Broad Spectrum Body and Soul

John Gilbreath smiling in front of jazz art poster

As deep into this year’s jazz festival as we now are, it has become obvious that the music and the culture of jazz are as vibrantly inventive, deeply expressive, elegantly funky, communally personal, joyfully serious, expertly loose, and widely diverse as at any time in jazz history. “And beautiful,” as Billie Holiday has said. 

Jazz has been called “the sound of surprise.” Given that there is no longer any single definition of “jazz,” this year’s festival has been an invigorating and satisfying immersion into a world in fluid motion. And while this year’s festival has included all of the creativity and technical brilliance we’ve come to expect in jazz performance, it has been perhaps most notable for the sheer amount of heart and soul in its storytelling. Whether because of the hardships we’ve shared in recent years, or the current state of the human condition, it seems that both artist and audience are bringing more to the exchange, and that has been truly satisfying. 

Another aspect that continues to be affirmed each year is the high caliber of our own resident artists. Seattle’s community of artists, educators, and students can hold their own alongside any city in the world. And again, the diversity of expression is astounding – from Alex Dugdale’s engaging residency concerts to the breadth of Marina Albero’s artistry in the ensembles of other artists, and from the touching tributes to Overton Berry, to the Drum Orbit of Vitamin D and Kassa Overall, and on to Christian Pincock’s Scrambler – the scope has been incredible.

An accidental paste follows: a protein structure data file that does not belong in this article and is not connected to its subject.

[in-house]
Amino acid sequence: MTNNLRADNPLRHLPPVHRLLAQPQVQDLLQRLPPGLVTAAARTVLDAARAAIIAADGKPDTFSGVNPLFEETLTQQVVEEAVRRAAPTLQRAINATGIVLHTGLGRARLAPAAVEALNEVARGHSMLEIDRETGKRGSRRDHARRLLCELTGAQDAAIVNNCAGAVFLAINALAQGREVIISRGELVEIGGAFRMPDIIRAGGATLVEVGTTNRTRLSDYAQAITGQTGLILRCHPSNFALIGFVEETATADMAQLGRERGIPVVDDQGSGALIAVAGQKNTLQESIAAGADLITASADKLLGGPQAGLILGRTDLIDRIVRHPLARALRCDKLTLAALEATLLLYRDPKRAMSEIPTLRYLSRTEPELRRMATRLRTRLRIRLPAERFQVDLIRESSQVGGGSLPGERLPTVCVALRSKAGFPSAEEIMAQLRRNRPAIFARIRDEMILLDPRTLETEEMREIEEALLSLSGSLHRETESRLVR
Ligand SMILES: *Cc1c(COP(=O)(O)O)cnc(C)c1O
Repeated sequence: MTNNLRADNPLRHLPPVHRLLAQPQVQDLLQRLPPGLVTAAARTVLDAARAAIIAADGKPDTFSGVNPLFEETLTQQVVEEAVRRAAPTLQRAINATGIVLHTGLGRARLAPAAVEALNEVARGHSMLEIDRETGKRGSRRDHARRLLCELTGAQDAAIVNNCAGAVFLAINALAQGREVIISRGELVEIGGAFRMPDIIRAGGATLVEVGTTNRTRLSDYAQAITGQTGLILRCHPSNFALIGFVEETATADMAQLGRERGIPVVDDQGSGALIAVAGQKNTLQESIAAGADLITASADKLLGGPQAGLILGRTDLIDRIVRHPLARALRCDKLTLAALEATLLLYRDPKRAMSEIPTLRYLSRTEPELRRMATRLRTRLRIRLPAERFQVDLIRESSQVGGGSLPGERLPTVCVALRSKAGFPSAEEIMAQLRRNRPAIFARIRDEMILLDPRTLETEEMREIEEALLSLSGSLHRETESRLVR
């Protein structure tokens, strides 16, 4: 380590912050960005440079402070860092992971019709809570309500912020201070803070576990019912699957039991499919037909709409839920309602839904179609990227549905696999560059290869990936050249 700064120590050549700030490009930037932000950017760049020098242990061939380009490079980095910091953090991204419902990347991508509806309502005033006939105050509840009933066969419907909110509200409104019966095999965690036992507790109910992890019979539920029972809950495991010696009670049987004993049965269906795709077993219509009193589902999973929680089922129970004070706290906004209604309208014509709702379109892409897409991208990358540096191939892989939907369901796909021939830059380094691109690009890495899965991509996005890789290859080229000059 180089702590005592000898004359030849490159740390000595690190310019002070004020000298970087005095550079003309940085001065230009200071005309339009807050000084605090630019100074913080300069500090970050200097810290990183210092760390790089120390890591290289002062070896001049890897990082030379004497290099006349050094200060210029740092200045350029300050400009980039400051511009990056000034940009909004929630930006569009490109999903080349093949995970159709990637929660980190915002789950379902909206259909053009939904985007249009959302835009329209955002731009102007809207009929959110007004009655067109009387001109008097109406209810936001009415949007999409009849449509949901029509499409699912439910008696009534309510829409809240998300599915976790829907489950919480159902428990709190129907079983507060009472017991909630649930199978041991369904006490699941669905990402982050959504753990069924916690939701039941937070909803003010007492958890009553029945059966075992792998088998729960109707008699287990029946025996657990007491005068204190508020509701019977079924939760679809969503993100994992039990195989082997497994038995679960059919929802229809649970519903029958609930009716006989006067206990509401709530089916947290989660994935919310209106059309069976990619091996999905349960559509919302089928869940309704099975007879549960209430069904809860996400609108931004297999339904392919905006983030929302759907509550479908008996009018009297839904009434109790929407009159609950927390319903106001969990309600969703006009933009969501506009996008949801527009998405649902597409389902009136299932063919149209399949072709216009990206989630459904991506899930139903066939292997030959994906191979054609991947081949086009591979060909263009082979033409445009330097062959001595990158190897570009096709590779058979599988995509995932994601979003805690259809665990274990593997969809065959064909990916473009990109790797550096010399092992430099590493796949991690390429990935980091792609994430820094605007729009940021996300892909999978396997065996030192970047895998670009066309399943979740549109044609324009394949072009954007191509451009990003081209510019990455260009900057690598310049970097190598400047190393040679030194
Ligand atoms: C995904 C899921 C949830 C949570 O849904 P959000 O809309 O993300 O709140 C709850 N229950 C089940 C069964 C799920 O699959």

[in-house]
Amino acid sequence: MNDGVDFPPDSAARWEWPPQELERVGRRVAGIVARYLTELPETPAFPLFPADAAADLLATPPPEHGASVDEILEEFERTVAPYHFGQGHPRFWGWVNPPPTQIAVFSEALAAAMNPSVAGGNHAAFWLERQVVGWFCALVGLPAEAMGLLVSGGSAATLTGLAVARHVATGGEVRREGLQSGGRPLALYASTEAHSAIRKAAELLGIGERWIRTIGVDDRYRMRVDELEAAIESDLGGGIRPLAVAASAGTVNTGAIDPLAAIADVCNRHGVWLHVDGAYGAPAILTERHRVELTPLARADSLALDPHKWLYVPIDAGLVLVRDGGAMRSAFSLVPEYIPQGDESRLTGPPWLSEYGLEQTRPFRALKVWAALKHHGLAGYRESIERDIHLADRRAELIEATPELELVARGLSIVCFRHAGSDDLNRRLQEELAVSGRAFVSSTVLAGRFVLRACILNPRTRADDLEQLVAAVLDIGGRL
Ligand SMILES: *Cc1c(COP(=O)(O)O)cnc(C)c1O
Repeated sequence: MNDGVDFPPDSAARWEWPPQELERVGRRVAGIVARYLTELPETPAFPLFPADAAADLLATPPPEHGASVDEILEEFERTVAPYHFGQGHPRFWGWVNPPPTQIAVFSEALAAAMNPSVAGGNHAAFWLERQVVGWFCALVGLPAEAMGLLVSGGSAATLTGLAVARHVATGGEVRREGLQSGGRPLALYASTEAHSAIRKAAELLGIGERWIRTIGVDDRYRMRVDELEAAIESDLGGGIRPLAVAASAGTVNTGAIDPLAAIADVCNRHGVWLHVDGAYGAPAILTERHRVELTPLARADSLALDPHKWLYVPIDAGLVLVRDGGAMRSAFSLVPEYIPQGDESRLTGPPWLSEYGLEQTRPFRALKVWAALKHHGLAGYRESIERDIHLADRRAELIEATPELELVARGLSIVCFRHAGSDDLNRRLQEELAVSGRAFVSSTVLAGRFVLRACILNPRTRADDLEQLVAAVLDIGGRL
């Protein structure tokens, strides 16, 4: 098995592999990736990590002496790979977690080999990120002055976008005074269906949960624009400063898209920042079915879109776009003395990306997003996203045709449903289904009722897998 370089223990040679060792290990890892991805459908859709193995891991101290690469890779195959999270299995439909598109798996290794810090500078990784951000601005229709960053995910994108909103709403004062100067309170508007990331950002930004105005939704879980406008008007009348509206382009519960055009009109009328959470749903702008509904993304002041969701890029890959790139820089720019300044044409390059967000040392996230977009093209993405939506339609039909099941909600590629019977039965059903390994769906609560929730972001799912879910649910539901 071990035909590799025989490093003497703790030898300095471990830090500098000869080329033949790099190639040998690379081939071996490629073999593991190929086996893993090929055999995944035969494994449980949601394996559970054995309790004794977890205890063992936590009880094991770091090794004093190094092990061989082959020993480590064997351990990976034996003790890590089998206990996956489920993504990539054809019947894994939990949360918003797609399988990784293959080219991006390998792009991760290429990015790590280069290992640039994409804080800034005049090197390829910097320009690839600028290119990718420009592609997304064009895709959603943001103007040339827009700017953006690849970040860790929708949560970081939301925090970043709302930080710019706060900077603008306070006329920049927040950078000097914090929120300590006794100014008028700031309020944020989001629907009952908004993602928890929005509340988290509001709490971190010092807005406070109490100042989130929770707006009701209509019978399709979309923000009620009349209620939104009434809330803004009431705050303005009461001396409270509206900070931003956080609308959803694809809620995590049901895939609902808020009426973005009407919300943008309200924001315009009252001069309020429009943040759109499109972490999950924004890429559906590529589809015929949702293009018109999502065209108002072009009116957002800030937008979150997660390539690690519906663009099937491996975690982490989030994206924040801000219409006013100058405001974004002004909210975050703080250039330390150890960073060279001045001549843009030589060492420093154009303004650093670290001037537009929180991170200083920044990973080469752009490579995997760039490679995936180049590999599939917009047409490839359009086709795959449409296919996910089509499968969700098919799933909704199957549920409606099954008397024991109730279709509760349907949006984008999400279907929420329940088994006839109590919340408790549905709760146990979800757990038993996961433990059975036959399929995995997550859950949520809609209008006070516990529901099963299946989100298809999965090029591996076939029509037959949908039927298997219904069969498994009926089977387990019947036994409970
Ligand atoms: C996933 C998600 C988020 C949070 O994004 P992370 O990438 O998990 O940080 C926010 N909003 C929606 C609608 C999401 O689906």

Seattle’s resilient jazz continuum also revealed itself in main stage sets by the Garfield and Roosevelt High School Jazz Bands, both under new leadership and both as strong as ever. Instructors from Seattle JazzED also shared the joy and excellence of their program with a rousing set at Town Hall. All in all, proving that the future of Seattle jazz is in good hands.  

With this issue, and the changing seasons, we also lament the passing of bassist and educator Chuck Deardorf, who proved, time after time, the importance of professionalism and the wide intrinsic value of jazz education. His inspiration will continue to manifest through countless others. 

We thank you all for your support. Perhaps the most satisfying aspect of this festival has been to see you all in the audience and on the stages for live jazz in Seattle. We’ve got a beautiful gift in this music. Let’s all do our part to keep it alive and thriving.



Posted on

October 31, 2022